Vonnegut, Kurt, Jr., 1922-2007.
American novelist, born in Indianapolis, Indiana, known for his satirical works mingling black comedy with science fiction. Vonnegut's fiction often deals with mature themes.
Cat's Cradle. 1963.
Story of the legacy of atomic scientist Felix Hoenikker, who has developed a catalitic crystaline form of water called ice-nine that solidifies all other water to which it comes in contact. Now in the possession of its creator's children, it is bargained away to Caribbean dictator Papa Monzano, who uses it to commit suicide. A final catastrophe catapulting his frozen form into the sea converts all the oceans into ice-nine, wiping out life on Earth. The philosophical system of Bokononism, practiced by the population of Monzano's country of San Lorenzo, forms an important feature of the novel.
Slaughterhouse Five. 1969.
A somewhat non-linear narrative featuring Billy Pilgrim, a man whose consciousness moves back and forth in time, bouncing at random between his experience as a prisoner of war during World War II's horrific bombing of Dresden, his post-war middle-class life, and his ultimate destiny as a zoo-exhibit of the alien Tralfamadorians. Adapted to film in 1972; the film won the Prix du Jury at the 1972 Cannes Film Festival, a Hugo Award, and a Saturn Award.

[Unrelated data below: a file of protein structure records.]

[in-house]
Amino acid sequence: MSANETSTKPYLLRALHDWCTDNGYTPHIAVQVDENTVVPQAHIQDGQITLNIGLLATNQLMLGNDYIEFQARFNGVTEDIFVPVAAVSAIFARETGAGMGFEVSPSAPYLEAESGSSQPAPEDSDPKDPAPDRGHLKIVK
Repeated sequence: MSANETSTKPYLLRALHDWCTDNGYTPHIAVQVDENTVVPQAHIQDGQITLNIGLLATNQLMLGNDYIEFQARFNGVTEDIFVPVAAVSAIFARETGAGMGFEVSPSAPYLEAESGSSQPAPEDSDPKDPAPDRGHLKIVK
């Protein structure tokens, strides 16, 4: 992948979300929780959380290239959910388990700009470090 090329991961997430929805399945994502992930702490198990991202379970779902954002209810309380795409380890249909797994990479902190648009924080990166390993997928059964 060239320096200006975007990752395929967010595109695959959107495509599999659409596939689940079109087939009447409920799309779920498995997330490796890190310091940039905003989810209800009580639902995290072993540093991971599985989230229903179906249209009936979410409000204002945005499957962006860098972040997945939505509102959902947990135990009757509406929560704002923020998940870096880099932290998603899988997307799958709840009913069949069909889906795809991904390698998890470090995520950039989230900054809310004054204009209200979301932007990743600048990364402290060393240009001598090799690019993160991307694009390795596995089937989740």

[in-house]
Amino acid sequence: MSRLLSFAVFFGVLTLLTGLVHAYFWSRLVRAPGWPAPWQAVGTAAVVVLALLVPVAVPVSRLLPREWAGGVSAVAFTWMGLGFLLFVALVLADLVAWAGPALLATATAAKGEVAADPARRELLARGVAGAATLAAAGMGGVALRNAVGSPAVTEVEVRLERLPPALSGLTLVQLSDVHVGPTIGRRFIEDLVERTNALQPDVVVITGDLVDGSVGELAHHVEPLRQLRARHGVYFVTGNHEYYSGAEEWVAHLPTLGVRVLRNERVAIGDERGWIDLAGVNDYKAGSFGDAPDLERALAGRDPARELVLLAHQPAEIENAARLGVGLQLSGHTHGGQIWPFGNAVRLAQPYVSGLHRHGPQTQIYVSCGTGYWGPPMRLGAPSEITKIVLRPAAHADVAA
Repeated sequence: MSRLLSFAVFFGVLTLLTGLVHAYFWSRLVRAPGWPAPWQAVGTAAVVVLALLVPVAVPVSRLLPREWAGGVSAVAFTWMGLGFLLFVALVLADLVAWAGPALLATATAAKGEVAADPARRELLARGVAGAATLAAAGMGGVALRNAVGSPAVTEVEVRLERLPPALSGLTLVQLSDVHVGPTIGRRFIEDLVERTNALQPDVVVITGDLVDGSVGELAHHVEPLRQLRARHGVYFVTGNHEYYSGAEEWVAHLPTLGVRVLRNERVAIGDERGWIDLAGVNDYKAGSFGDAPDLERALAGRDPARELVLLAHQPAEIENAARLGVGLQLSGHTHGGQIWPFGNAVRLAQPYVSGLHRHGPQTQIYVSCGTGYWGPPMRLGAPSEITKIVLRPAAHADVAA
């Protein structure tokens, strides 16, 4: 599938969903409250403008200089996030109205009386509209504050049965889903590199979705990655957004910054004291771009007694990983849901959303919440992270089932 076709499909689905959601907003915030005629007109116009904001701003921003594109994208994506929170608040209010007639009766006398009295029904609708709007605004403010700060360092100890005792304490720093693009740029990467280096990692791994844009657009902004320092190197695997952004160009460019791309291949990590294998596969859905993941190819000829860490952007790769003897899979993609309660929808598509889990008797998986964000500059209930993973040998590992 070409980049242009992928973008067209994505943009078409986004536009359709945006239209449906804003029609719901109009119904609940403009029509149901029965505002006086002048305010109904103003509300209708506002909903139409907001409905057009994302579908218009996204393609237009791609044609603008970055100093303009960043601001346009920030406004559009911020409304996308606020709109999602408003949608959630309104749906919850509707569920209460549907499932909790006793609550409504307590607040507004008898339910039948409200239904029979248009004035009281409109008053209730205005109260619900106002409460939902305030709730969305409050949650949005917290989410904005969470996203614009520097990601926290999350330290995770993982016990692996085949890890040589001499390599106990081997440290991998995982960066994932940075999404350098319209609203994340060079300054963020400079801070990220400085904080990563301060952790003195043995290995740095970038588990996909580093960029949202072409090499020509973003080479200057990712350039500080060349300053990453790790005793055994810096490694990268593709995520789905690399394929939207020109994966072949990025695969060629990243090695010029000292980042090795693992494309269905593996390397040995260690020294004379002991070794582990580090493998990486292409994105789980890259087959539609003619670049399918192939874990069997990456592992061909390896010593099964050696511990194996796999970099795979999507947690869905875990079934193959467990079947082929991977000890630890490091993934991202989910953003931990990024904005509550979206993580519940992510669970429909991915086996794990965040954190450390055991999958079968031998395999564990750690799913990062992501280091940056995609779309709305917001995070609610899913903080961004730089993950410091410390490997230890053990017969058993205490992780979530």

Mar. 29, 2007,
and last updated
May 14, 2013.
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Published by Fleabonnet Press.
The source list data is public domain.
Additional material © 1999-2013 by Brian Kunde.